The Miami Heat came out with another opportunity to get a win this week, this time on their home floor against another hobble opponent. Not only would Stephen Curry sit the game out on Wednesday night, nursing an injured foot, but they would also sit Draymond Green and Klay Thompson for the contest.
You couldn’t tell though, as the Warriors came out making plays and shots. The Miami Heat wouldn’t help themselves out a ton there though, allowing the Warriors to do the same thing that they allowed the Philadelphia 76ers to do.
Where the 76ers would score almost half of their total points in the paint during Monday night’s defeat, the Warriors would come out on a 22-6 point run in the paint to open the game against Miami. Fueled by Jonathan Kuminga and his springy athleticism, the Warriors got anything they wanted to, easy looks and good looks from range off of that penetration.
The Miami Heat sideline kerfuffle is the last thing to think about on Wednesday. Losing a second straight game to a hobbled team should worry you though.
The Miami Heat would eventually shut the paint down, though the game would still go to halftime even at 50 each. The Heat would go down big to open the half, with the Warrior starting on a 13-0 run, but the Heat would pull by tight with a run of their own following the most talked about event of the night.
Yes, in case you hadn’t heard yet, there was a scuffle on the Miami Heat sideline. The Miami Heat would use that to propel themselves back close but weren’t able to close it in the end.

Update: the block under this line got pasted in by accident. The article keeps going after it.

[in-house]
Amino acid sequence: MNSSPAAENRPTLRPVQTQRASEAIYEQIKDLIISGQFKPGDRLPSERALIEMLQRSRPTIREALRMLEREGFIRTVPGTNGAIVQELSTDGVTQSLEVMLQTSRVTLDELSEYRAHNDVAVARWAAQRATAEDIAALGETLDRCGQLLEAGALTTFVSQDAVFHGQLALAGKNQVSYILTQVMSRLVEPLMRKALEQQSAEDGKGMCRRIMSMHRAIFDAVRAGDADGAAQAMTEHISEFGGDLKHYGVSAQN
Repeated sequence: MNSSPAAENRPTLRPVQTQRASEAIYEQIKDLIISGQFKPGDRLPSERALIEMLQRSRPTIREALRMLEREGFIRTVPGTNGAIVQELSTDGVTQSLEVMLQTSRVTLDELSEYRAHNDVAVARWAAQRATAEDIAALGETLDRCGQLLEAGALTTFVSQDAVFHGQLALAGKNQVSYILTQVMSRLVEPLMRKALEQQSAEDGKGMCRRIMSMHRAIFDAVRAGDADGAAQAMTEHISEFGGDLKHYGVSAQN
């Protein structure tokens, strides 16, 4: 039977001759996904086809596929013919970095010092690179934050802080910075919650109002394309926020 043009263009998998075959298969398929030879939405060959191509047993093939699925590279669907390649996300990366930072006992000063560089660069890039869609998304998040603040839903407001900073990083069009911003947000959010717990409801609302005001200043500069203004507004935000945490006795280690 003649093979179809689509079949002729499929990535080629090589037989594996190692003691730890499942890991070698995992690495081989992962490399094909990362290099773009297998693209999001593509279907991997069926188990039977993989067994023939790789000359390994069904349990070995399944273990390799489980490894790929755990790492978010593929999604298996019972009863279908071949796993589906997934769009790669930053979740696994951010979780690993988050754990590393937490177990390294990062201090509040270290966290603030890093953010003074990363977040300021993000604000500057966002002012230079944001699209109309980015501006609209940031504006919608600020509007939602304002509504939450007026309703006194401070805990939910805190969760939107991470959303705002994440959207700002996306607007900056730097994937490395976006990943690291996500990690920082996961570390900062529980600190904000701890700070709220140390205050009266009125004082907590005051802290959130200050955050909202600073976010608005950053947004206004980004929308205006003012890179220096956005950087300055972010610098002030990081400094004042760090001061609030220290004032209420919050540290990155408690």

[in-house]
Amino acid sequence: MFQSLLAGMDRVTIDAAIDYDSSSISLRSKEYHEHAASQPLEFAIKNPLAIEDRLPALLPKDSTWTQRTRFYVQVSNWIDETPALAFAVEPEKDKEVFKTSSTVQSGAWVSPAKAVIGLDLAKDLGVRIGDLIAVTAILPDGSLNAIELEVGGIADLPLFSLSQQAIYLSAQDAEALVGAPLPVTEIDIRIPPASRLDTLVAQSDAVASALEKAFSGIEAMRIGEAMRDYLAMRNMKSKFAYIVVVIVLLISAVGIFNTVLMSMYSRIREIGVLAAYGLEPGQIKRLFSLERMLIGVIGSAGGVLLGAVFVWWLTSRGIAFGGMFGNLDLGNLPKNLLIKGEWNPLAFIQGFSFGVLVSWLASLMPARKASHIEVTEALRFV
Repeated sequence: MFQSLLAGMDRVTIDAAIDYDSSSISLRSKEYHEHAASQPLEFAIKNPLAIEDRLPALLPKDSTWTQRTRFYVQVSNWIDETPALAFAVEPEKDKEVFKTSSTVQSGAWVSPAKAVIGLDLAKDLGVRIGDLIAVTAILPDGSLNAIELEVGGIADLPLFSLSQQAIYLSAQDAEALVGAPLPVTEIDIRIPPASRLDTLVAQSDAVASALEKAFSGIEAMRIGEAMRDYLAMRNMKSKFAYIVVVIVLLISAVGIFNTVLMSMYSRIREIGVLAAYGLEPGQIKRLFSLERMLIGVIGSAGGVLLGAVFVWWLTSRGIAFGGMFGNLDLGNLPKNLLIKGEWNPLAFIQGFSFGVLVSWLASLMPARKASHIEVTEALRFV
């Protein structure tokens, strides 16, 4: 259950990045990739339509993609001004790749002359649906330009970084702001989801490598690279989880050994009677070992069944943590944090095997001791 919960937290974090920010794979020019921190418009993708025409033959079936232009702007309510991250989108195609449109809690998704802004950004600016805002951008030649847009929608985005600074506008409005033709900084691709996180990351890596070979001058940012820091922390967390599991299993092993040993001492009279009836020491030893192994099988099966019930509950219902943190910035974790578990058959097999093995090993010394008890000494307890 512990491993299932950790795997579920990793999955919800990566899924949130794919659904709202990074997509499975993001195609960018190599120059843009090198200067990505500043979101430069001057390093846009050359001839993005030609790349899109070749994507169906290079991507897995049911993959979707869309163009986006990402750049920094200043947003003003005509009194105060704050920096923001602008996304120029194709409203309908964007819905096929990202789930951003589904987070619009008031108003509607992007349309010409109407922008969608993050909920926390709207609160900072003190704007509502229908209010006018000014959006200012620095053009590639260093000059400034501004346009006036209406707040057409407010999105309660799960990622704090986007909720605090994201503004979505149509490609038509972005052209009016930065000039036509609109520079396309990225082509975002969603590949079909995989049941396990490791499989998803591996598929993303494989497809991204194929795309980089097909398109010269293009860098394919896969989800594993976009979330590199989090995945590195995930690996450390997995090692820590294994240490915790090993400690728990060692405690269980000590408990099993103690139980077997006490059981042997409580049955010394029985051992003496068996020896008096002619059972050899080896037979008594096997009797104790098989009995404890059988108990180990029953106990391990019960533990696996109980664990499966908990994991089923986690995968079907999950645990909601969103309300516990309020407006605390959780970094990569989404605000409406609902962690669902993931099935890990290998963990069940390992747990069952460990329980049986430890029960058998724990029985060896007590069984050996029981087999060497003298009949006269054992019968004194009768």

Tyler Herro was attacked mercilessly in the last contest by the 76ers, but he wasn’t on the floor to take the blame for this one. Plain and simple, the Miami Heat have to tighten their defense back up.
It all starts in the paint. Traditionally a team, this year, that hasn’t allowed a ton of production in the middle of their defense, the Miami Heat have been anything but themselves in the past two games.
You hate that these losses have come while they are trying to seal their playoff seeding fate and against two teams that aren’t at full strength, but you know what, it might not be so bad. You rather have these kinds of letdowns right before you go into the postseason, as opposed to being in the midst of or so far removed from it that you can’t use them to get better.
The Miami Heat are the type of team to only get better from these mishaps—at least they better.